The report says this practice is already at work around the world, and gives a wide variety of examples, covering transboundary landscapes, micro watersheds, lake basins, sacred sites, city regions and more.

One example of successful ILM implementation can be seen in Colombia, where public-private partnerships for integrating watershed management are improving water quality, saving the city of Bogota more than $3 million a year in water treatment costs and reducing risks for food and beverage makers.

A report entitled Stories of Success: Strengthening and scaling up integrated natural resource management in the Middle East and North Africa highlights success stories and the dangers of stand-alone projects.

Here’s one example from the report:

Land, water, and natural resources degradation, which are quite often coupled with rural poverty, jeopardize sustainable development in the Middle East and North Africa (MENA). In these drylands, uncoordinated interventions and investments are fuelled by harsh agro-ecological conditions, institutional constraints, and limited access to natural resources. Most fundamentally, these sparsely populated areas have always lacked an adequate flow of technical and market information.

Several environmental initiatives exist at the national and regional levels to tackle these issues. However, these are often stand-alone projects not aligned with the broader planning and development sectors. Further, project leaders and participants often fail to capture and share knowledge – another barrier to the transition from localized to system-wide operations.

The Middle East and North Africa Regional Program for Promoting Integrated Sustainable Land Development (MENARID) programme is an initiative of the Global Environmental Facility (GEF) that catalyzes coherent strategies for managing and restoring degraded ecosystems across the MENA region, while supporting rural development. It brings together a range of integrated environment and development projects in six countries – Algeria, Iran, Jordan, Morocco, Tunisia, and Yemen.

The Landscape Partnerships for Sustainable Development paper draws on lessons learned from decades of failed sector-based projects in critical ecosystems, impoverished and degraded areas, and regions affected by climate change.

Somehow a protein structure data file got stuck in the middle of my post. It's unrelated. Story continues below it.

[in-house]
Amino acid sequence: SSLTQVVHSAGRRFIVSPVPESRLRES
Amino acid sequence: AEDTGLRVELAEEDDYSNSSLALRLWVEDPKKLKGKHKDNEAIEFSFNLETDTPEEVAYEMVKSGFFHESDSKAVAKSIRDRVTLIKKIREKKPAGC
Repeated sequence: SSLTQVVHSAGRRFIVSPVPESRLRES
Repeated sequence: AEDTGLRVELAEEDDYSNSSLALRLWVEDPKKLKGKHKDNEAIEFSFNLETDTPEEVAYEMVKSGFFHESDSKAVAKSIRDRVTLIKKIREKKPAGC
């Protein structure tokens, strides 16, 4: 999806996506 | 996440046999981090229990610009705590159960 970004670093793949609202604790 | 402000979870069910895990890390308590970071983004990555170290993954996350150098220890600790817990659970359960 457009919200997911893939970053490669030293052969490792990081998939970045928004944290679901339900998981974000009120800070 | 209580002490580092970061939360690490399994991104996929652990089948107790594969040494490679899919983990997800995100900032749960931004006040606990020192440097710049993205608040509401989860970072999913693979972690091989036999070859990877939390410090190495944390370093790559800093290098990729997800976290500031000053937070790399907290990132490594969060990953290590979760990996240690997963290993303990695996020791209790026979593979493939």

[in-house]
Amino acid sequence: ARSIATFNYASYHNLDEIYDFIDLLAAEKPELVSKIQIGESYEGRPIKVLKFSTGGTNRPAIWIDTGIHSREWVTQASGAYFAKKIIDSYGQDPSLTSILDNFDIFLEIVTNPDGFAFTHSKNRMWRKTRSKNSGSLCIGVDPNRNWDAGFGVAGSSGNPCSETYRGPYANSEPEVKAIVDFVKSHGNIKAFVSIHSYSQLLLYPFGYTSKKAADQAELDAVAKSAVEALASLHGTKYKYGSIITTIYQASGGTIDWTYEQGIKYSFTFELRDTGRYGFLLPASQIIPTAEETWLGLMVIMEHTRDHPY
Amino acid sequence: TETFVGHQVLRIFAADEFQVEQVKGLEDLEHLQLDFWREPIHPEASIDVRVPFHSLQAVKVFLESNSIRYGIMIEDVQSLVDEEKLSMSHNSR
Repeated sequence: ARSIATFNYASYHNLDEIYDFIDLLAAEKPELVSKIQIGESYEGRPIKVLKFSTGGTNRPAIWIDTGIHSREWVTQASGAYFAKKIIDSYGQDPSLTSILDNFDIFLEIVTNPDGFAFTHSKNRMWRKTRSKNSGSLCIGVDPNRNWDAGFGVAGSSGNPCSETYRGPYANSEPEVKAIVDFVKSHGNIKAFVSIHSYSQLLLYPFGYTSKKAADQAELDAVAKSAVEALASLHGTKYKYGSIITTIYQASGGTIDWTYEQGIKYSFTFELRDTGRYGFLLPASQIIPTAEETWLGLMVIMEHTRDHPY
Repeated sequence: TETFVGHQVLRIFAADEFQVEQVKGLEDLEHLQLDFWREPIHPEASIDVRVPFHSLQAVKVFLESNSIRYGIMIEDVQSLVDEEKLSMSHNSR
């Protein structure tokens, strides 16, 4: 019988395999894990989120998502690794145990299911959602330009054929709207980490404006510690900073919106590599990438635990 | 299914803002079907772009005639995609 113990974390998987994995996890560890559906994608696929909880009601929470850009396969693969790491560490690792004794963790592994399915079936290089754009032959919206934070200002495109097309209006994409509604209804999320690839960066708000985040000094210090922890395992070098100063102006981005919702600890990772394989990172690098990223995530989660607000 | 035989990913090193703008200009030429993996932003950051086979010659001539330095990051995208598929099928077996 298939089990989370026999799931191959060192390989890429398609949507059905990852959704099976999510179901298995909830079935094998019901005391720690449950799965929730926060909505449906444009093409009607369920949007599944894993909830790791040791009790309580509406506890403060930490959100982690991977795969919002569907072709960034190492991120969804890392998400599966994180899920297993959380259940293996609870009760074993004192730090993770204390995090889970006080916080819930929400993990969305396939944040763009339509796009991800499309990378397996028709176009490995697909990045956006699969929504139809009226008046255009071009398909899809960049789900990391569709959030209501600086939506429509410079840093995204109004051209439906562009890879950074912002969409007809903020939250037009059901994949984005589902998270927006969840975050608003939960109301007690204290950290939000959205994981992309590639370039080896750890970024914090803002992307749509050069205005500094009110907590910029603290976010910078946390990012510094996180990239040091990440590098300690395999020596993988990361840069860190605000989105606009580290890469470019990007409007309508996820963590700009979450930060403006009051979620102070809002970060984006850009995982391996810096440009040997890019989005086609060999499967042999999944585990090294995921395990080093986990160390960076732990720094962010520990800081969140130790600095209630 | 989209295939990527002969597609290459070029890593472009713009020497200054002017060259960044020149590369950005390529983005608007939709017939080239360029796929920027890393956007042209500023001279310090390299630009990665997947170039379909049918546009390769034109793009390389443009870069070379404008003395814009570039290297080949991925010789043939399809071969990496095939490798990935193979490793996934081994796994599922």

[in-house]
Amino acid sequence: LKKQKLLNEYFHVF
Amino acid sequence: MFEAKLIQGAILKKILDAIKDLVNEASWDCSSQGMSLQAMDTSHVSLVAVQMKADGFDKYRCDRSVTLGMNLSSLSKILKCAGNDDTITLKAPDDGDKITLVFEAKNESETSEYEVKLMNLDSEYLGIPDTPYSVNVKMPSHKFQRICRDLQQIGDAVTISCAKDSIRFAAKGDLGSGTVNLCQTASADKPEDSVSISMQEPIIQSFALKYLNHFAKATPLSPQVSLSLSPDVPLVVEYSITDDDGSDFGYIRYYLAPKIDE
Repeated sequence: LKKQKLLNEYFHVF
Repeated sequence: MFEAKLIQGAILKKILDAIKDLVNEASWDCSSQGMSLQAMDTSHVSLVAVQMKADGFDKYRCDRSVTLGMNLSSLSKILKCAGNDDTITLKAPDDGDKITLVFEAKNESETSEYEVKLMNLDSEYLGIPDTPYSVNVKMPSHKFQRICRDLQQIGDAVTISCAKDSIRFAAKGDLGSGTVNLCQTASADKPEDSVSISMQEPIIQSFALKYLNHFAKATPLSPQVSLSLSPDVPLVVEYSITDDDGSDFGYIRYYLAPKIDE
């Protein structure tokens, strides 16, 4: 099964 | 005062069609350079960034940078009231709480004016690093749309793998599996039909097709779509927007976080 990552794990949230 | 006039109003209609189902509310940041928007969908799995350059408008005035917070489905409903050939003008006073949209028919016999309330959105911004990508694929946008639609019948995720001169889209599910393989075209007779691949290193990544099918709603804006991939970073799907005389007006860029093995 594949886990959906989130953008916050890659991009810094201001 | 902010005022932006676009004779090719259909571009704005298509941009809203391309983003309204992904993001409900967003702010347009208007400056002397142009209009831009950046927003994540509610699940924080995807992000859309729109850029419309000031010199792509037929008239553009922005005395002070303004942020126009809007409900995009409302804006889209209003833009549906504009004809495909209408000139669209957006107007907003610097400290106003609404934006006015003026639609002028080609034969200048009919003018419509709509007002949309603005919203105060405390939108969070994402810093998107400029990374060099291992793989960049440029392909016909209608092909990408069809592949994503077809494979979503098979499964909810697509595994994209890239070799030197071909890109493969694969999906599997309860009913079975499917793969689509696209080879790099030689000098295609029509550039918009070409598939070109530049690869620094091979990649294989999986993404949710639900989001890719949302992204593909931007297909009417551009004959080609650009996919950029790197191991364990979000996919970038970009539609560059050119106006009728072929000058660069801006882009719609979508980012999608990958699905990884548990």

It concludes that governments should include this approach in their plans for implementation of the Sustainable Development Agenda, in everything from developing financing strategies to selecting development indicators, and that the international community should support these efforts through increased and better coordinated finance, stronger coordination between international agencies, and support for global knowledge sharing.

What is UNEP doing?

Apart from collaborating on the above report, UNEP has been working with partners and governments to promote the ILM approach to sustainable development, and is organizing a Green Room event on ILM entitled Achieving the SDGs through Integrated Landscape Management: Building on Synergies across Health, Agriculture and Environment at the United Nations Environment Assembly (UNEA-2) due to be held in Nairobi, Kenya, from 23-27 May 2016 (for details on this Green Room event see: http://web.unep.org/unea/calendar/green-room-event-4-achieving-sdgs-through-integrated-landscape-ma…).

UNEP, with partners, has also recently produced two short videos on how the ILM approach can foster more sustainable food production systems; and how land degradation neutrality for sustainable food production systems can be achieved.

Two further videos – on the need to switch to more sustainable food systems, and on climate change and urban food systems – are due for release soon.